I was grateful, while resentful of the interference. I might never have gotten around to the point if I was left on my own. That didn't mean I had to like it.

"Ohh..." Edea's calm face melted into wonder, as she accepted the gray blanket and its contents and peered within. "Oh, he is beautiful."

"He's...he's my son."

Ice, I thought to myself, ice as cold as Shiva around my heart would keep the pain away long enough to get through this. Like Shiva I'd be cool and in control.

"What about the GFs?" Cid put in, looking apologetic for speaking up.

"Oh, yeah..." I turned away from the look on Edea's face. She had the glow of a woman who'd picked up an unexpected treasure. That was why I'd brought the kids here, I reminded myself. Each of these children were precious to her.

With reluctance, I reached into the part of my mind where Shiva resided. We hadn't been separated in over three years. She'd kept me alive, she with her Vitality-Junction, Raine with cool healing hands and a trickle of hoarded wartime Cure spells.

She came free of my mind with a tinkle of protest, like icicles cracking as they broke away from the rooftop. "Hold still," I told Cid. This was not a kind thing to do. Then I reached up, put a finger to his forehead and, essentially, dumped the shivery-blue power of Shiva into his head.

His glasses frosted over first. Then his teeth began to chatter. "F- F-Fascinating," was all the man said, rubbing his arms in a futile effort to warm himself. It was a mild reaction, and he straightened in a few moments, giving his wife a reassuring smile.

I beckoned to Kiros and Ward to come over and give it up. Quetzacotl was an instant of jolt, to judge by Cid's reaction, as if he were taking a spark plug between his teeth and trying to cope with the overload. Ifrit was an explosive "Hyne!" and the red-faced witholding of expletives; he loosened his necktie and tried to cope. Cid's eyes went unfocused as he tried to deal with what I'd given him.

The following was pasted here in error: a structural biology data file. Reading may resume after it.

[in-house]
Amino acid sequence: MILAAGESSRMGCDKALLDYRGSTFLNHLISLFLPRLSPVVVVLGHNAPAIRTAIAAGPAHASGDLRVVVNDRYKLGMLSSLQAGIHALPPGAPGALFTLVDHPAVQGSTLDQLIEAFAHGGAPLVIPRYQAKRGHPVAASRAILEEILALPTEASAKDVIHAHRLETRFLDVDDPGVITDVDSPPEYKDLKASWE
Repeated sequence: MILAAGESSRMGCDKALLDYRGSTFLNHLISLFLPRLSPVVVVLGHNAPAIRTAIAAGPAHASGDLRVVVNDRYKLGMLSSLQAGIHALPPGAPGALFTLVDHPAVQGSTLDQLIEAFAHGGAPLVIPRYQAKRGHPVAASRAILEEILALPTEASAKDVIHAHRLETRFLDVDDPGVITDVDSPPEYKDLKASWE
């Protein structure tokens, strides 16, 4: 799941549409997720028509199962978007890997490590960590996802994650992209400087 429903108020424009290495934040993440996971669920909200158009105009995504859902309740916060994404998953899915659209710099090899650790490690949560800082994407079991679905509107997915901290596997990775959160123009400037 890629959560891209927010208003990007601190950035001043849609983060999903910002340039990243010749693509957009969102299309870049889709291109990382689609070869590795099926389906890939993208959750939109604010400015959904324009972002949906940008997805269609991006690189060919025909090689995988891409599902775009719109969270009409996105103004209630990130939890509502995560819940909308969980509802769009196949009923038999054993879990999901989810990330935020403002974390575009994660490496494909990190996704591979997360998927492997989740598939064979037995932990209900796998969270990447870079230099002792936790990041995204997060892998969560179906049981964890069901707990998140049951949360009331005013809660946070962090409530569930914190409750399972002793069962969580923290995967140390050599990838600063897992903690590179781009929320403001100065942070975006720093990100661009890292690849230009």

It was too bad there was no place to keep a Guardian Force besides your head -- not if you didn't want it to go wild and set up housekeeping as the local monster.

When Cid could finally look me in the eyes without his vision crossing, he gave me a nod to continue. Edea was cooing softly to the child in her arms, rocking him with the soothing attitude of a mother.

"There are a few things" -- I rummaged through my pockets -- "I'd like you to give him when he's older. Along with Shiva, maybe, when you think he can handle her."

"Of course." Cid was looking scared. "Laguna, you sound like you're never coming back."

I gulped. Here it was, in the breast pocket over my heart. "I'm not." I shoved the clinking silver into his hands. "Here, from Raine's family, a necklace. Sleeping Lionheart, she called it. And from me..." After a moment of thought, I pulled the ring from my finger. My left hand looked naked without it. The profile of a lion was etched in silver, similar to the pendant she'd kept in a jewel box, the one that I had liked so much...

Matching rings, custom-made in Winhill. The other one was in a box, now, on a quiet hilltop I'd discovered only a few weeks ago.

"This is Griever," I finished, dumping it into his hand. My son would never know why. I hoped he would never feel the sorrow of the man who'd worn it.

Cid was startled and stammering, trying to find the words. "L- Laguna, I -- I can't just...I mean, it's not as if the boy is an orphan and--"

Edea touched his shoulder. Already, the sleeping bundle looked at home in her black-sheathed arms. "Cid, it will be all right."

"Edea -- Laguna--" The poor man took one look at his wife and melted. "I...I suppose for a little while..."

Thank you, I thought at her, not knowing if she'd hear. It was obvious she'd used one of her subtler sorceress-tricks to calm him. His face had lost some of the desperate worry.

"What is the child's name?" Edea wanted to know.

I looked at him now. She had turned the blanket down, around the curve of the skull covered in surprisingly thick, dark chestnut hair. His head was turned, and he was looking at me. My son, I thought, and I knew I would never lose this moment. This was the kind of pain that couldn't fade.